FedEx upcycles old uniforms and shipping materials in green push

Kaycee Enerva

Kaycee Enerva


Global delivery service FedEx has teamed up with Dress Green to repurpose old uniforms and shipping materials into new products.

Dress Green is a Hong Kong-based social enterprise focusing on sustainable fashion and environmental conservation. The organisation specialises in repurposing and recycling textiles to create new products, thereby reducing waste and promoting a circular economy.

As part of the initiative, FedEx has repurposed more than 260 old uniforms into practical items such as tote bags, laptop sleeves, umbrella cases, and waist bags.

Additionally, the project has upcycled 179,000 kg of wood skids into cat litter and reusable materials for other shipping companies.

Anthony Leung, MD of FedEx Hong Kong and Macau, highlighted the company’s dedication to sustainability: “The Hong Kong team has been exploring different solutions to minimise our operational footprint.

“FedEx is committed to forging our path towards a smarter and more sustainable future. Recycling old uniforms and unused materials exemplifies one of the green practices we integrate into our work.”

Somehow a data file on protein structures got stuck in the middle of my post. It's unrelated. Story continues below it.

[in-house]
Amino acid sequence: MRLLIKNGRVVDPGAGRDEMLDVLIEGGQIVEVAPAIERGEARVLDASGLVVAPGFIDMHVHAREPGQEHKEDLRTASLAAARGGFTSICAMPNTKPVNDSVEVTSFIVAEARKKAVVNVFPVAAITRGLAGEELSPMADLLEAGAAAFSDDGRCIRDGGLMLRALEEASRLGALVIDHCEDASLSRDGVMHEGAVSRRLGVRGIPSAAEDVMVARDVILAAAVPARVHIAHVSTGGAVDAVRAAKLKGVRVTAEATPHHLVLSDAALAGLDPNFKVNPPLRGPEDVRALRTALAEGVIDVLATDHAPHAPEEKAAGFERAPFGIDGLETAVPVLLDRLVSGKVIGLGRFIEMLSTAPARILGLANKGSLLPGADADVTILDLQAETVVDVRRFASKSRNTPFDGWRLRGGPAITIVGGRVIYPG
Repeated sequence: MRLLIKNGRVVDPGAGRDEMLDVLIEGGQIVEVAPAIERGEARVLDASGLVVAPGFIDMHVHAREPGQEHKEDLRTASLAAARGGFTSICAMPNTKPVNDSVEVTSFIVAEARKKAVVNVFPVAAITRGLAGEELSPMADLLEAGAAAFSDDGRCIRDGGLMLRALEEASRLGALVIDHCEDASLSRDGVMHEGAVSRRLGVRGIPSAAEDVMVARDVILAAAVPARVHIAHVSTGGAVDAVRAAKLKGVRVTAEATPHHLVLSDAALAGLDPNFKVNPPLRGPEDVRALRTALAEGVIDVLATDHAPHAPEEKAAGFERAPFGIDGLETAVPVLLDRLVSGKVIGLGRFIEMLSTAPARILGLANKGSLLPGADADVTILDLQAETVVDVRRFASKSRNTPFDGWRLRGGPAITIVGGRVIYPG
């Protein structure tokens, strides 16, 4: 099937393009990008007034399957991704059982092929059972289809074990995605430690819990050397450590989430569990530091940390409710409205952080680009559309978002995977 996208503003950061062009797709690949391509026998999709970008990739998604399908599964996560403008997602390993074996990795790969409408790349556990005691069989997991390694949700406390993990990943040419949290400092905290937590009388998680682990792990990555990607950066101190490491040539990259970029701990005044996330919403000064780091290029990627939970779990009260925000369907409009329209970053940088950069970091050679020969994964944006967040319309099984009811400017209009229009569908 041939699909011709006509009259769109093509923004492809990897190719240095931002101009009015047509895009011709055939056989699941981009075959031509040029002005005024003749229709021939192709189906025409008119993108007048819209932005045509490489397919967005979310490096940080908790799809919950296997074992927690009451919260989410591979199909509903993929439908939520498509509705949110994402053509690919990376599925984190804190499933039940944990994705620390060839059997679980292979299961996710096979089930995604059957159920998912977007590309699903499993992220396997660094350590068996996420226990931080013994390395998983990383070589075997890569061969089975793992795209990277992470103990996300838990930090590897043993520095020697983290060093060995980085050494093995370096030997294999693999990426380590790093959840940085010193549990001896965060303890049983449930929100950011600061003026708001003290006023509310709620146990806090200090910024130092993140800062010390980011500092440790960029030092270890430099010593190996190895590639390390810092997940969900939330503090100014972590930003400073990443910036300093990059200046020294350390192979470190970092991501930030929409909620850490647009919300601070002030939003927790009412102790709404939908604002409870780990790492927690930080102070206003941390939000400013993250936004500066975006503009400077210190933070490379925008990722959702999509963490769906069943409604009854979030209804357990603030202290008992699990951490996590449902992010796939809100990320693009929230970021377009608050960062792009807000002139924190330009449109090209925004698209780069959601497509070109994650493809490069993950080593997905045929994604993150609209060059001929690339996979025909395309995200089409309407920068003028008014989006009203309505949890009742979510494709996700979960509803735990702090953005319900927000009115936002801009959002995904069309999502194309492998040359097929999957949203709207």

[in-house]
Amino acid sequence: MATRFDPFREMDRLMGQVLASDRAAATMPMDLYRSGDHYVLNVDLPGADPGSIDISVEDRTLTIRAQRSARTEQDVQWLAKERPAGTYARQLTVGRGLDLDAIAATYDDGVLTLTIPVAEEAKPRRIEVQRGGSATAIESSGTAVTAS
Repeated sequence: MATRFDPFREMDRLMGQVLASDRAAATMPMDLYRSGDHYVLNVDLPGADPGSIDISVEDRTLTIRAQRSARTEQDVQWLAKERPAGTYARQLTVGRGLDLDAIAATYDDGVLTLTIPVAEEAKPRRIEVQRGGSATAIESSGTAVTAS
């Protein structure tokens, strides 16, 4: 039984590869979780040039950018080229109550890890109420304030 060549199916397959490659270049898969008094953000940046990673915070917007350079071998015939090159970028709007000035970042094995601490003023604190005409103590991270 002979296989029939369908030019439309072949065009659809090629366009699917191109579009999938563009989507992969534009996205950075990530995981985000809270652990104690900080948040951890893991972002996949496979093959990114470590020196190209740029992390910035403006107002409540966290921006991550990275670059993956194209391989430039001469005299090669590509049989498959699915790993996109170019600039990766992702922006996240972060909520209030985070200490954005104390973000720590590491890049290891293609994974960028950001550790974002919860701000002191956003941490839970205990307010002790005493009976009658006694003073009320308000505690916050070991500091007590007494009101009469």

FedEx said it has adopted a “practical sustainability” philosophy, including vehicle electrification and sustainable facility upgrades. These efforts are part of the company’s goal to achieve carbon-neutral global operations by 2040.

The partnership between FedEx and Dress Green showcases how large corporations and social enterprises can collaborate to create meaningful environmental change. By repurposing materials that would otherwise go to waste, they are making a significant contribution to sustainability and setting an example for others in the industry.

Kaycee Enerva

Kaycee Enerva

A digital content manager based in the Philippines, Kaycee Enerva has written for multiple publications over several years. A graduate of Computer Science, she exchanged a career in IT to pursue her passion for writing. She's slowly practicing sustainability through period cups, and eating more plant-based food.


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